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Mario Mola makes it two from two with New Plymouth win
The USA's Katie Hursey proved once again she will be a major contender in the 2014 triathlon season in New Zealand, collecting her third World Cup title over...
The USA’s Katie Hursey has proved again she will be a major contender in the 2014 triathlon season in New Zealand on Sunday, collecting her third World Cup title over an impressive field in New Plymouth.
After Spain’s Caroline Routier led the field over the sprint distance 750m swim, Hursey was one of 15 who quickly gathered on the front of the bike. At the end of the first lap that group was trimmed to 13, including Routier, Hursey, Helen Jenkins, Jodie Stimpson, Sarah Groff, Andrea Hewitt, Kate McIlroy, Kirsten Sweetland, Paula Findlay, Yuka Sato, Alice Betto, Pamela Oliveira and Nicky Samuels.
Led by McIlroy riding hard off the front that pack continued to put time on the first chase. In the short four-lap 20km course that grew to just over 40 seconds on the rest of the field leaving T2. From there Hursey continued with the strong run form she showed in Mooloolaba last weekend, where she was beaten only by compatriot Gwen Jorgensen, and immediately rocketed to the front.
Hursey then stayed there all the way to the finishing tape, which she broke in a time of 57 minutes and 27 seconds. It was the rising star’s third ITU World Cup win, from a career that currently spans just 12 races, and her second consecutive podium in 2014. In just her second season, Hursey is already hitting her goals.
“Last year was my first draft legal race, I did San Diego the WTS race as my third one, and all these girls were the ones I looked up too that I wanted to be like,” Hursey said. “For me to be mixing it in with them now that’s one of the goals that I had and only in the second year. So I’m really excited about that.”
Hursey said her race plan played out to perfection in New Plymouth, a solid swim and bike allowing her to use her killer run kick to full advantage.
“It was great, it’s a beautiful place, it started off well on the swim and I was happy to get on the first bike group from the start and once we were there it was cool watching the numbers go up to the next group so I knew that if I stayed relaxed on the bike – and it felt really good today – that I could run well,” Hursey said. “I got off and I tried to keep a steady pace and it worked. It worked out today, it was a good day.”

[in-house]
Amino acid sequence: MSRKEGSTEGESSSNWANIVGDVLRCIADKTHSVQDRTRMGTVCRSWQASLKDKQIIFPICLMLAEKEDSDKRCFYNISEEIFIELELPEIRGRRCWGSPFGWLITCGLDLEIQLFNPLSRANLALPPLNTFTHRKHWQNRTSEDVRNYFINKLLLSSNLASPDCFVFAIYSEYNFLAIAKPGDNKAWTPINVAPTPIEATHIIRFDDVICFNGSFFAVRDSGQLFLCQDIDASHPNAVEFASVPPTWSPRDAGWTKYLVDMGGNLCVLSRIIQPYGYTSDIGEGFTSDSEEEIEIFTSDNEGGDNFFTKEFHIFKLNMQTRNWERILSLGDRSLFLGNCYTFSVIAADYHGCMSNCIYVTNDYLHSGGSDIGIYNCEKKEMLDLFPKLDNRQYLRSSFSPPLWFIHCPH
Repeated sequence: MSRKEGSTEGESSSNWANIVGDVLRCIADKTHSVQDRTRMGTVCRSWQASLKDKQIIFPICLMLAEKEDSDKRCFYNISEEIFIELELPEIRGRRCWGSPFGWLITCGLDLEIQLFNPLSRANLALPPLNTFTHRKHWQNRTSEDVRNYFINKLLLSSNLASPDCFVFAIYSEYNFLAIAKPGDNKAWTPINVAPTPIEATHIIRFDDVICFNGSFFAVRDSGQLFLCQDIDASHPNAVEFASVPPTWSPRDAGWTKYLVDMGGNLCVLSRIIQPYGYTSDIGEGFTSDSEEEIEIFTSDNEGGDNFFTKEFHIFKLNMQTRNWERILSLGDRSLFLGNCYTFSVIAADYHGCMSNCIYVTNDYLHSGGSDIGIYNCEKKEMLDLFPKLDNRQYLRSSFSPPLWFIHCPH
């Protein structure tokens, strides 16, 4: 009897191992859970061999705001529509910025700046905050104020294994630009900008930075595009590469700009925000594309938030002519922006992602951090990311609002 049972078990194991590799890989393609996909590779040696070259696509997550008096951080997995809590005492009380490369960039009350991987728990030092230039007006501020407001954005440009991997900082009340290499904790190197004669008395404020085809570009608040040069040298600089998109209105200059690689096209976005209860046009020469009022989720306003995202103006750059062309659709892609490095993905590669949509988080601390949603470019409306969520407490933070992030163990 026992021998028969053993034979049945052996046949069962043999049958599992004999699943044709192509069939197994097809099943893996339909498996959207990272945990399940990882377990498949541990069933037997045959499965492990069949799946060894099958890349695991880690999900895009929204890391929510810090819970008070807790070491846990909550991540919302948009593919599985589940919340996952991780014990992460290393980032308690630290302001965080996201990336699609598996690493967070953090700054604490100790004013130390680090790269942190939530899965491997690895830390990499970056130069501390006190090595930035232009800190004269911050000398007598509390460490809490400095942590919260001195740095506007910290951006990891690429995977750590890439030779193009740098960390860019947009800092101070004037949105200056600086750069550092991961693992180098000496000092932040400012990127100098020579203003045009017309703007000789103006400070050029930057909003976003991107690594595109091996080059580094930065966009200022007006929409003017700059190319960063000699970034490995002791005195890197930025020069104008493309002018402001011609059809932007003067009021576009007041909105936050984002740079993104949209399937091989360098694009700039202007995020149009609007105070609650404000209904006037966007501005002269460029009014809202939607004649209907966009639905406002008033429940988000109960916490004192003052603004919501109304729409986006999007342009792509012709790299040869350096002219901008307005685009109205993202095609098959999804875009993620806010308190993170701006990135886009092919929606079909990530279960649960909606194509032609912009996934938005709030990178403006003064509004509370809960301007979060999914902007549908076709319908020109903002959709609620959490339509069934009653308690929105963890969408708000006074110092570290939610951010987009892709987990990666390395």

Behind Hursey the battle for medals came down to a finishing line sprint between Andrea Hewitt and Jodie Stimpson. Riding off the crowd, Hewitt just outlasted last year’s World Triathlon Series silver medallist to claim the New Plymouth silver, while Stimpson claimed bronze.
Hewitt was happy to have improved from her season-opening race in Mooloolaba, and particularly rediscover her podium form.
“That was a huge step up from last week,” said Hewitt. “I think it was good to have the hit out in Australia because here was just so hard but it was all good, second place is great. Last year Jodie was stronger than me and was on the podium a lot last year so for me to be running comfortably with her and out sprint her it is a nice feeling.”
It was Stimpson’s first race in 2014 and the overall 2013 series silver medallist said she was thrilled with her start.
“I’m pretty chuffed to be honest, I was not feeling the best going into it so to pull out that race up against that field I’m pretty happy with that as the first race of the year,” Stimpson said.
Great Britain’s Helen Jenkins made a strong return in her first ITU race since the London 2012 Olympic Games, finishing fourth.
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– but the sailors praise the new boats
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Photo Credit: Dario Belingheri/Bettini Photo
07. August 136
photo David Cannon/Getty images